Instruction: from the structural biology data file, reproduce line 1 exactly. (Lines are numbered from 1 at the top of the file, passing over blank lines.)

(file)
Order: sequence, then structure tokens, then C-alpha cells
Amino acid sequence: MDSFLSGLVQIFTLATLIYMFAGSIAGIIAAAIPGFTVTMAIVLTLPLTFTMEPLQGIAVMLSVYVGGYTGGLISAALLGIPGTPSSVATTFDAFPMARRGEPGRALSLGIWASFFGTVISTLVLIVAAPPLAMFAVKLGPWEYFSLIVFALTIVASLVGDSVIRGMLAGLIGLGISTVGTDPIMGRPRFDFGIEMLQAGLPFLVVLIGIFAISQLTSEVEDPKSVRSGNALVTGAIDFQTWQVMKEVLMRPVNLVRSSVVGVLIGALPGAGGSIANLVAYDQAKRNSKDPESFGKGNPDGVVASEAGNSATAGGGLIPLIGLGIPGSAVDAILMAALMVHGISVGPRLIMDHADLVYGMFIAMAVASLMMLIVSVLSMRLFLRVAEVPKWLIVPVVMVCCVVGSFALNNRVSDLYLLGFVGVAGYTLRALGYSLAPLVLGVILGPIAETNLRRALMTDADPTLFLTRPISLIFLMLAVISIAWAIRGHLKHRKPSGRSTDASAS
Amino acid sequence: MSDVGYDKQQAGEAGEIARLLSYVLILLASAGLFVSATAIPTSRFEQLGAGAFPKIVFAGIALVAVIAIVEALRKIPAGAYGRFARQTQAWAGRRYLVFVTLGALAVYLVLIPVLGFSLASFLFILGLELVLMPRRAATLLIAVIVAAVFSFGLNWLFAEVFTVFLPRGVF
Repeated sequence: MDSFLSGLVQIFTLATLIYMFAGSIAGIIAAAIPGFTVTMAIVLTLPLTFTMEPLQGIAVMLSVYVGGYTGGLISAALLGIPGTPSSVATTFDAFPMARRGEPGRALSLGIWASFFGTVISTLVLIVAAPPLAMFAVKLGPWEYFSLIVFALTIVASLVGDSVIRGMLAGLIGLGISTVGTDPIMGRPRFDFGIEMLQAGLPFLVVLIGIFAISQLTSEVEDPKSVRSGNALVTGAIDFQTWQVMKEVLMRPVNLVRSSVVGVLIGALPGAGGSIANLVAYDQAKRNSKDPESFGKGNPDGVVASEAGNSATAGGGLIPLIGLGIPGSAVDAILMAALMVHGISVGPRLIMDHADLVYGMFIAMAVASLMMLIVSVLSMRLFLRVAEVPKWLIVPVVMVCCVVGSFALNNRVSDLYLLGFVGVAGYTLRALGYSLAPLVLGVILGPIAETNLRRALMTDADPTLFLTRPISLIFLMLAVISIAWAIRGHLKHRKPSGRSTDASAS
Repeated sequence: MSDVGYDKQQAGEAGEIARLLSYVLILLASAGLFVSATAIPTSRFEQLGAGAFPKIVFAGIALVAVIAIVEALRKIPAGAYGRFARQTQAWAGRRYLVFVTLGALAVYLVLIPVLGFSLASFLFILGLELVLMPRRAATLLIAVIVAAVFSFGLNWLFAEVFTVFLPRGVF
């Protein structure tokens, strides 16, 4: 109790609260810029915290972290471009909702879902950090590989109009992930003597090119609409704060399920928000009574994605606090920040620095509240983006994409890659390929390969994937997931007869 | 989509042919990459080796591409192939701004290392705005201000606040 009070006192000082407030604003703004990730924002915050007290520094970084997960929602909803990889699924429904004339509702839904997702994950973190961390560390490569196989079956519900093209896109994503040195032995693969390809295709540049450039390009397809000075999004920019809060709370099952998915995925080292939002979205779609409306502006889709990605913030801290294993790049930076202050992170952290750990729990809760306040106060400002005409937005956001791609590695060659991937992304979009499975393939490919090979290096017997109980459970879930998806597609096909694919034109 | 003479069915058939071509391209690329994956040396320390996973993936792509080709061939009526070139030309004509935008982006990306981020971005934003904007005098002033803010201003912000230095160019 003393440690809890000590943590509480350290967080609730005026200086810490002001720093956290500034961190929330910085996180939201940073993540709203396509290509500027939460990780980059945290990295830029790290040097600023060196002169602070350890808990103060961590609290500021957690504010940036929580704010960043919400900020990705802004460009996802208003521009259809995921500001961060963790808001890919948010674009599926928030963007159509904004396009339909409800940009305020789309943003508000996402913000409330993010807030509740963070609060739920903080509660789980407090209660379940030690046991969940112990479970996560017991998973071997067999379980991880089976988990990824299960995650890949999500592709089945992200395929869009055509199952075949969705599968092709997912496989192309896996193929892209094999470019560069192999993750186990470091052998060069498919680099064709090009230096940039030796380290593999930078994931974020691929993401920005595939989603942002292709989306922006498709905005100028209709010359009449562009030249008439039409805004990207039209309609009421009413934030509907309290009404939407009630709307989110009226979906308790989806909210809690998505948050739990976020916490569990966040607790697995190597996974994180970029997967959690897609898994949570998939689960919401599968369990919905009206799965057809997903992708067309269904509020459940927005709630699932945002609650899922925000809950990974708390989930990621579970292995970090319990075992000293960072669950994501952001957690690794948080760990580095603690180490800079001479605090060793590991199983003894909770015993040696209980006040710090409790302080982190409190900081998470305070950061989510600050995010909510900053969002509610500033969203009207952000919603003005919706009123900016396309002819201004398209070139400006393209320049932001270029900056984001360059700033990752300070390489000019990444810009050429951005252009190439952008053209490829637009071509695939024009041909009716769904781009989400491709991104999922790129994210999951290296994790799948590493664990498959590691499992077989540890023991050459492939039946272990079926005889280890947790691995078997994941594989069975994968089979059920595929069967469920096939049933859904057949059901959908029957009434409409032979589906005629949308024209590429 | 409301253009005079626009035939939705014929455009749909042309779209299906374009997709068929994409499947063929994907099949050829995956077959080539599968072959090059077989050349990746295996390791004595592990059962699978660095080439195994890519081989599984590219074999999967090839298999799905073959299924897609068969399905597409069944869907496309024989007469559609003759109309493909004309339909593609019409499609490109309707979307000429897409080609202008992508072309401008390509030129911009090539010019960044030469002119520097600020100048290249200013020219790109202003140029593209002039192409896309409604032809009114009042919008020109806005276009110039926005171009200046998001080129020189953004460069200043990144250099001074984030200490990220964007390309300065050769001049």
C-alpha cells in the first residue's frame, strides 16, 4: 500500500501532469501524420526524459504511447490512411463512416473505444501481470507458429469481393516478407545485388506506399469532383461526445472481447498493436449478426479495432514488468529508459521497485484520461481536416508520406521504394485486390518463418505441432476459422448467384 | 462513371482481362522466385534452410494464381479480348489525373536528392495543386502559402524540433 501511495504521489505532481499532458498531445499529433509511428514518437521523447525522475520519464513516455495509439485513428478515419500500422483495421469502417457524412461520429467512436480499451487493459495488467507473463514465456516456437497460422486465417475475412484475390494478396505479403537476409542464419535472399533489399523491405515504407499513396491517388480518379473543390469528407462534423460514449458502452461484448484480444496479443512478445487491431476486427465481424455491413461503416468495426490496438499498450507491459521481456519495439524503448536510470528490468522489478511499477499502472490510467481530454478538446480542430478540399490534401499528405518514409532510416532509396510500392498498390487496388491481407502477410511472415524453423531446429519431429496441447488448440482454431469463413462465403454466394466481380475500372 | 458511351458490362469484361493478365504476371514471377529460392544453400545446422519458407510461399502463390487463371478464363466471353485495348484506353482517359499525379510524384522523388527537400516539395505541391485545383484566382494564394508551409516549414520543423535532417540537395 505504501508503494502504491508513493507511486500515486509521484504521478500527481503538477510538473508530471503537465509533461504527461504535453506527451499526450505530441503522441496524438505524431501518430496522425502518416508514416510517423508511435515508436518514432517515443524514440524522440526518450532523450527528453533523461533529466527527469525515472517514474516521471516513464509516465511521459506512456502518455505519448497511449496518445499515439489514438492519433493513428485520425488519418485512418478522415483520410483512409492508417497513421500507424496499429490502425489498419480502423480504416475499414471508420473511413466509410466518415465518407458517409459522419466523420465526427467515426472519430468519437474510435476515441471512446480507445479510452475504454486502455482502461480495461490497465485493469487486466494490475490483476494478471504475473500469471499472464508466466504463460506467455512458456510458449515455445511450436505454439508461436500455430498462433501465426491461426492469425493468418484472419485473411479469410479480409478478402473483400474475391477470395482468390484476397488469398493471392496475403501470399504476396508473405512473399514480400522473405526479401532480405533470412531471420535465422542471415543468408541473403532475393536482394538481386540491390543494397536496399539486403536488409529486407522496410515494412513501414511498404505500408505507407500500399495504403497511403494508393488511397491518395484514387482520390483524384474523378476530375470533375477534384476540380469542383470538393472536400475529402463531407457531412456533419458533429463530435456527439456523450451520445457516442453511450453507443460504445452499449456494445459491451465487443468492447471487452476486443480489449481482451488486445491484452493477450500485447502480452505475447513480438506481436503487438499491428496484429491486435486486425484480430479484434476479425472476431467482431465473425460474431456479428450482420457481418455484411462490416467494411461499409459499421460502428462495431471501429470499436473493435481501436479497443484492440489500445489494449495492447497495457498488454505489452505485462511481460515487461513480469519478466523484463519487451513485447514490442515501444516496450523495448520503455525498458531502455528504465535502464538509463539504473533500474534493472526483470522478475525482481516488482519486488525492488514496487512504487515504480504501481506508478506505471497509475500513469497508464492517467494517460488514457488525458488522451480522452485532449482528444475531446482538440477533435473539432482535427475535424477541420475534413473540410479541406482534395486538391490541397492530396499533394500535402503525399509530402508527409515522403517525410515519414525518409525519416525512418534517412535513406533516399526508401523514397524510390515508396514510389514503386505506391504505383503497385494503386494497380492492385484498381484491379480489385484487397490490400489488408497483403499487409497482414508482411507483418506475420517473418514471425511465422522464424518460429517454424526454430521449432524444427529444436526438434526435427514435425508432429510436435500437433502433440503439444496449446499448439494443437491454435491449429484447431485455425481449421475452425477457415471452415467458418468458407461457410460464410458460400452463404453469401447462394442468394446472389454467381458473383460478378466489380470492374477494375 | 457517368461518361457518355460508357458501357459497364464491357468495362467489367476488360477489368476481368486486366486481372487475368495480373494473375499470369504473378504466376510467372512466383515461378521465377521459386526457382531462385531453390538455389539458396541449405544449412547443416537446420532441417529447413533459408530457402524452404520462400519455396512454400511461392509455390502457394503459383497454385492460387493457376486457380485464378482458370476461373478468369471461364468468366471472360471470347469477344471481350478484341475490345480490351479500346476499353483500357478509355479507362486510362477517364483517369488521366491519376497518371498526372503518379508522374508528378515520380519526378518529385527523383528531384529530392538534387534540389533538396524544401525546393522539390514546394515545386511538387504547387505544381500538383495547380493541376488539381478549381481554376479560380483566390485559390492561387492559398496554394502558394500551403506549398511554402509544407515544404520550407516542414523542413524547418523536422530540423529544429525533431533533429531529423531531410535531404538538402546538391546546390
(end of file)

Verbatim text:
Order: sequence, then structure tokens, then C-alpha cells